Fidál, 13 ‘Izzat (Might), 179 B.E


A lone Chinese Boxthorn (Lycium chinense) growing amid the common periwinkle / creeping myrtle (Vinca minor) as depicted in “Daily Log” for 20 June 2022 makes for an unexpected but pleasing juxtaposition:


In an update today to one of the channels in the “Raising the Value of Learning” Slack group, I clarified the flow of human value (in my opinion):

  1. We originate it as a matter of course through our daily thoughts, communications, and deeds;
  2. Online platforms digitize it through our interactions with applications then store it in databases; and,,
  3. “The machine” extracts it through algorithms and translates it into “games” that direct our attention into areas where the machine learns more and gains intelligence.

The length of time our attention is held on a particular pursuit is the critical measure of our value as humans. RIght now, the bulk of the value we generate each and every day (outside of paid work, which accounts for a fraction of the value generated) passes largely unacknowledged and uncompensated into the control of the machine that then takes advantage of it, often to our disadvantage.

Timebanks have an integral role in challenging the “rules of engagement” and subsequently changing the model of human value flows.

How to make that happen is where I’ve shifted my attention next.


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Philosophy is of two kinds: natural and divine. Natural philosophy seeks knowledge of physical verities and explains material phenomena, whereas divine philosophy deals with ideal verities and phenomena of the spirit. The field and scope of natural philosophy have been greatly enlarged, and its accomplishments are most praiseworthy, for it has served humanity. But according to the evidence of present world conditions divine philosophy—which has for its object the sublimation of human nature, spiritual advancement, heavenly guidance for the development of the human race, attainment to the breaths of the Holy Spirit and knowledge of the verities of God—has been outdistanced and neglected. Now is the time for us to make an effort and enable it to advance apace with the philosophy of material investigation so that awakening of the ideal virtues may progress equally with the unfoldment of the natural powers. In the same proportion that the body of man is developing, the spirit of man must be strengthened; and just as his outer perceptions have been quickened, his inner intellectual powers must be sensitized so that he need not rely wholly upon tradition and human precedent. In divine questions we must not depend entirely upon the heritage of tradition and former human experience; nay, rather, we must exercise reason, analyze and logically examine the facts presented so that confidence will be inspired and faith attained. Then and then only the reality of things will be revealed to us. The philosophers of Greece—such as Aristotle, Socrates, Plato and others—were devoted to the investigation of both natural and spiritual phenomena. In their schools of teaching they discoursed upon the world of nature as well as the supernatural world. Today the philosophy and logic of Aristotle are known throughout the world. Because they were interested in both natural and divine philosophy, furthering the development of the physical world of mankind as well as the intellectual, they rendered praiseworthy service to humanity. This was the reason of the triumph and survival of their teachings and principles. Man should continue both these lines of research and investigation so that all the human virtues, outer and inner, may become possible. The attainment of these virtues, both material and ideal, is conditioned upon intelligent investigation of reality, by which investigation the sublimity of man and his intellectual progress is accomplished. Forms must be set aside and renounced; reality must be sought. We must discover for ourselves where and what reality is. In religious beliefs nations and peoples today are imitators of ancestors and forefathers. If a man’s father was a Christian, he himself is a Christian; a Buddhist is the son of a Buddhist, a Zoroastrian of a Zoroastrian. A gentile or an idolator follows the religious footsteps of his father and ancestry. This is absolute imitation. The requirement in this day is that man must independently and impartially investigate every form of reality. 1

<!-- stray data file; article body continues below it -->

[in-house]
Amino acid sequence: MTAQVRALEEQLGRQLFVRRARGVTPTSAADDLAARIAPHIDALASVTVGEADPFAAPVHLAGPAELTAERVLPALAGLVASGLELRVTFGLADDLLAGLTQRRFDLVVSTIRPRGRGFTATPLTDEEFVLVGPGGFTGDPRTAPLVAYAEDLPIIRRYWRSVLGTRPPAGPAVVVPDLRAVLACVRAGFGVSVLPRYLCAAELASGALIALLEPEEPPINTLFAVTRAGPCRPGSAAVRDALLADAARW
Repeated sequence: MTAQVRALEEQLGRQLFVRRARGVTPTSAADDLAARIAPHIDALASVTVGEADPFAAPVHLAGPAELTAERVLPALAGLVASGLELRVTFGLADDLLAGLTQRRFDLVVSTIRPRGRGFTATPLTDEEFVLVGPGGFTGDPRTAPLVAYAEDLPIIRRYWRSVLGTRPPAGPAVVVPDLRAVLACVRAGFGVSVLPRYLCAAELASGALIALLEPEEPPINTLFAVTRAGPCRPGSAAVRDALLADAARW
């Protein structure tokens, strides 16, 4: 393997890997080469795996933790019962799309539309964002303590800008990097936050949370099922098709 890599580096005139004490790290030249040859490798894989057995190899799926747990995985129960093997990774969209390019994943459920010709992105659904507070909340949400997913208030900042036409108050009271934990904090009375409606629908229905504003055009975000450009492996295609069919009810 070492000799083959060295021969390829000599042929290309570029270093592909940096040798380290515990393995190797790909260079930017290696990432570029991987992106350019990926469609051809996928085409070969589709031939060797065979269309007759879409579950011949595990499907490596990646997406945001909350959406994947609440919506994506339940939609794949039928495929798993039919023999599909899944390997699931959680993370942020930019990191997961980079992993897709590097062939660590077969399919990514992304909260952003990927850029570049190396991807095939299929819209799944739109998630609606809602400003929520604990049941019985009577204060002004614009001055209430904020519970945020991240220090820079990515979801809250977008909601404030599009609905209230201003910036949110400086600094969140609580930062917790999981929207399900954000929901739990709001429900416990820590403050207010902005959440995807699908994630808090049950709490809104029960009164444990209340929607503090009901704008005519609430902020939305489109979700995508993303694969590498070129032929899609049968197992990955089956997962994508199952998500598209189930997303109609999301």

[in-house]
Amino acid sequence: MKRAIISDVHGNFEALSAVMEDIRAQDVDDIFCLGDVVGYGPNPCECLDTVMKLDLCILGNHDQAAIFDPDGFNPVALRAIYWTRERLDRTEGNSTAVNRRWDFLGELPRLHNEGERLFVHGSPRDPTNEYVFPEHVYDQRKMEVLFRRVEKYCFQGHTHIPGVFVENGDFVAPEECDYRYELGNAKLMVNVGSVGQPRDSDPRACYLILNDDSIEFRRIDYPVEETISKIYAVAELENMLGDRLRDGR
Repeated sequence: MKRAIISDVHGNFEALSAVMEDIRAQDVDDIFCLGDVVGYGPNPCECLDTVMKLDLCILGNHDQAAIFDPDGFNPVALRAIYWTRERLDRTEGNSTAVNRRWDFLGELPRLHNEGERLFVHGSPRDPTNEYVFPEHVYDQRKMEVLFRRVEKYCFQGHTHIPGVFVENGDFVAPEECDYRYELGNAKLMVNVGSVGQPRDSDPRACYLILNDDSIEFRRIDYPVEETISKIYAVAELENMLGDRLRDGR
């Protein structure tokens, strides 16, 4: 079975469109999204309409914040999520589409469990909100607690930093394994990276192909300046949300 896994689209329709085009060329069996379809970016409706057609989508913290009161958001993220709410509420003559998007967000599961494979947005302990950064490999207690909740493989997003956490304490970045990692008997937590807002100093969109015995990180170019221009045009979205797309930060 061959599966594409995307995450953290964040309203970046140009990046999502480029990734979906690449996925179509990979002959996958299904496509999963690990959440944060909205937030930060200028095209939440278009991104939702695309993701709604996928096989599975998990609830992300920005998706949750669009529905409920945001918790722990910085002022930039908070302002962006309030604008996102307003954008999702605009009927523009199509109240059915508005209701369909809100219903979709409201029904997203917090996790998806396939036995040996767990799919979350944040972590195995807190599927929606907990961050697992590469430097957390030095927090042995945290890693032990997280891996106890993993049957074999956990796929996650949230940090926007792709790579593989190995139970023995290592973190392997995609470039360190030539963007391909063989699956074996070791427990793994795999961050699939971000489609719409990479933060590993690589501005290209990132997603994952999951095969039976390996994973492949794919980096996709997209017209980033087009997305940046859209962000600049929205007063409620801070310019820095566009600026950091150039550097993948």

1. ʻAbduʼl-Bahá. The Promulgation of Universal Peace: Talks Delivered by ʻAbduʼl-Bahá during His Visit to the United States and Canada in 1912. Edited by Howard MacNutt. 2nd ed. Wilmette, Ill: Baháʼí Publishing Trust, 1982, 326-327. [return]